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Texas Senate approves convention of states legislation

The Texas Senate approved a resolution Tuesday calling for a convention of states to amend the U.S. Constitution, one of Texas Gov. Greg Abbott's four emergency items.

Sen. Brian Birdwell, R-Granbury, listens during a debate over Senate Bill 11 on March 18, 2015.

Editor's note: This story has been updated throughout.

The Texas Senate on Tuesday voted in favor of a trio of measures calling for a convention of states, officially advancing one of Texas Gov. Greg Abbott's emergency items this legislative session. 

Senate Joint Resolution 2 by Sen. Brian Birdwell, R-Granbury, calls for a convention of states to propose amendments to the U.S. Constitution. The resolution seeks amendments that place restraints on the federal budget and check power and enact term limits for U.S. officials. The measure was adopted on a party-line vote, 20-11. 

A national convention will only happen if 34 states, a two-thirds majority, sign onto the idea, and amendments proposed at the convention would only be ratified with the support of 38 states. Eight states have adopted similar resolutions.

Convention of states backers say the federal government has exceeded its authority and point to Article V in the Constitution that grants states the authority to amend the document and restore the proper balance of power. Skeptics of the convention say they’re wary of how much power delegates at the convention would have.

“I want to get back to the federalism where states are deciding the policies that aren’t in Article 1, Section 8 [of the Constitution],” Birdwell said.

Senate Bill 21, also by Birdwell, which was approved and sent to the House on a 21-10 vote, outlines qualifications and duties of Texas delegates should a national convention be called. Only current members of the Legislature at the time of the convention would be allowed to serve as delegates, a measure Birdwell said would ensure accountability to constituents and colleagues at the Capitol. Birdwell also said the bill was necessary since statutory guidelines didn't currently exist.

Sen. Royce West, D-Dallas, said SB 21 didn’t ensure proper representation of both political parties. “If we’re trying to have a bill that reflects a more perfect union, we’re not doing that,” he said. "I believe that both parties should be represented as part of the delegation in order to get the best ideas put forth, as opposed to having a slant one way or another."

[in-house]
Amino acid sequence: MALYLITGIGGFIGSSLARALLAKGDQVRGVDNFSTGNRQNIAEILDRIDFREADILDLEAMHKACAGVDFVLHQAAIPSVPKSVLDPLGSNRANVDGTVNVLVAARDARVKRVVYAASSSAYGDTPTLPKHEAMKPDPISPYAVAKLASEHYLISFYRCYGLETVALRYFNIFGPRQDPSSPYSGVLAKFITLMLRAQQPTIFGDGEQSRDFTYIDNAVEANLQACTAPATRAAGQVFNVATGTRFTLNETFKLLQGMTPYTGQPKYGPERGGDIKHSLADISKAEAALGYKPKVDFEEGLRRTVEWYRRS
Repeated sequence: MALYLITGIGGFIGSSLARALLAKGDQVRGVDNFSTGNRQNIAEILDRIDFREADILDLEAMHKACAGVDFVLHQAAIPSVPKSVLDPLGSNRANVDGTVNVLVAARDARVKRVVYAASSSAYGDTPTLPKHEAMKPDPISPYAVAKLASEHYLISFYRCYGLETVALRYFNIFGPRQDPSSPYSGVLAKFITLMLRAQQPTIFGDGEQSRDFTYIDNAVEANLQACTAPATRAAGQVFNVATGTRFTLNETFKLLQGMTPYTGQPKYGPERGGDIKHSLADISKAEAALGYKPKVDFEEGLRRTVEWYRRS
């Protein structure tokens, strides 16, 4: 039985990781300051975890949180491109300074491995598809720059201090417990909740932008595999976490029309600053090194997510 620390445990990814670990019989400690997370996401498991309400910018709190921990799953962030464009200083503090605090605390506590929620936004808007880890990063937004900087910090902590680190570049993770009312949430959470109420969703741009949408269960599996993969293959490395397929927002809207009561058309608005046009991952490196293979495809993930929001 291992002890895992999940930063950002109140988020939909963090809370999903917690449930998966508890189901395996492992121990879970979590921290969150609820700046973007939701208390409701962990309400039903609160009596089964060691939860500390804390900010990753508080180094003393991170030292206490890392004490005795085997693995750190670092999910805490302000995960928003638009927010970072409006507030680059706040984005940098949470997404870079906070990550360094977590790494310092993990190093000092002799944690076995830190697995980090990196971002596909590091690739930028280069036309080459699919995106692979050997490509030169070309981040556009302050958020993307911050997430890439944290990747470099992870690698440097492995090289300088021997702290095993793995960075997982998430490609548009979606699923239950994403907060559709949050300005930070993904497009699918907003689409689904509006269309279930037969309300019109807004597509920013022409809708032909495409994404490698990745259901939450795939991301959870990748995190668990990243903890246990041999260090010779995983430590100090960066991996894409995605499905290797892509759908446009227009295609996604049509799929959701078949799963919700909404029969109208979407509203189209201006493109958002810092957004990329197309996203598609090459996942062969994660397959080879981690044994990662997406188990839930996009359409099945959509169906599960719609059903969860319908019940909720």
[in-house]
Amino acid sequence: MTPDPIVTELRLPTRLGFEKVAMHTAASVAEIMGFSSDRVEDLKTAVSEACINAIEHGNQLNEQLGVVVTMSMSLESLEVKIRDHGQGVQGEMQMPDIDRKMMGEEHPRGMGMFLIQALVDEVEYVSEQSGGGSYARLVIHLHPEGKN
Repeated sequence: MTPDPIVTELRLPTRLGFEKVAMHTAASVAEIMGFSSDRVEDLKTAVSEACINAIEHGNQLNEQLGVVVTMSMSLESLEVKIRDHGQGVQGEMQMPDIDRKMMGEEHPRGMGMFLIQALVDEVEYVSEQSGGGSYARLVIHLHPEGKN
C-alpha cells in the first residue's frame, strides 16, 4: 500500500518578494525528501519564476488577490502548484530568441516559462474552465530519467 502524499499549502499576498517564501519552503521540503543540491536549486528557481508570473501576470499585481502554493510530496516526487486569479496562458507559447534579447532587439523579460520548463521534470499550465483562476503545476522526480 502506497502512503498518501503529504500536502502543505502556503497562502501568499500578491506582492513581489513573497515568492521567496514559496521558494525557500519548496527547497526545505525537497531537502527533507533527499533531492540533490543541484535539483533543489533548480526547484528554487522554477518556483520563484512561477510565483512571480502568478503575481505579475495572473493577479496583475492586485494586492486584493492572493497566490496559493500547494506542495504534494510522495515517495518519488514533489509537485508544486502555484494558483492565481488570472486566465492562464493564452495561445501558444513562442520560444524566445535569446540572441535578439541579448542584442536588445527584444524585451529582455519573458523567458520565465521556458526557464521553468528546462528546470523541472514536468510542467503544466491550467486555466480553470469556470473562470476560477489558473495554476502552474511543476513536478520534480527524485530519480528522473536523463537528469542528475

Sen. Bryan Hughes, R-Mineola, offered an amendment to SB 21 proposing criminal penalties for rogue delegates at an Article V convention. Under his amendment, a delegate who casts an "unauthorized vote" — one that exceeds or contravenes the Legislature's instructions to the delegate — would be subject to a state jail felony and a fine of up to $10,000. Hughes said the penalty would "give pause" to delegates thinking of casting an unauthorized vote.

Birdwell opposed the amendment, saying, “If we criminally punish legislators, we blur lines between what legislators can be punished for and what regular citizens can be punished for." The Senate approved the amendment over Birdwell's objections.

Also on Tuesday, the Senate unanimously adopted Senate Joint Resolution 38 by Sen. Craig Estes, which would cancel all prior calls made by the Legislature for an Article V convention — some more than 100 years old — except for a balanced budget amendment offered in 1977 during the 65th legislative session.

Estes said the measure allowed current members to work on a “clean slate.” Senators also adopted an amendment to SJR 38 by Sen. Van Taylor, R-Plano, that would cancel the state’s call for a national convention if a meeting didn’t convene within 12 years.

In the recent University of Texas/Texas Tribune poll, only 27 percent of those surveyed said a convention of states was needed to amend the U.S. Constitution, while 53 percent said the document has held up well.

In a statement Tuesday, Abbott applauded the Senate on passing SB 21 and said he looked forward to the House's approval.

"Our nation is succumbing to the caprice of man that our Founders fought to escape and I am encouraged that the Texas Senate has taken the first step in joining other states from around the county in reversing that trend," Abbott said.

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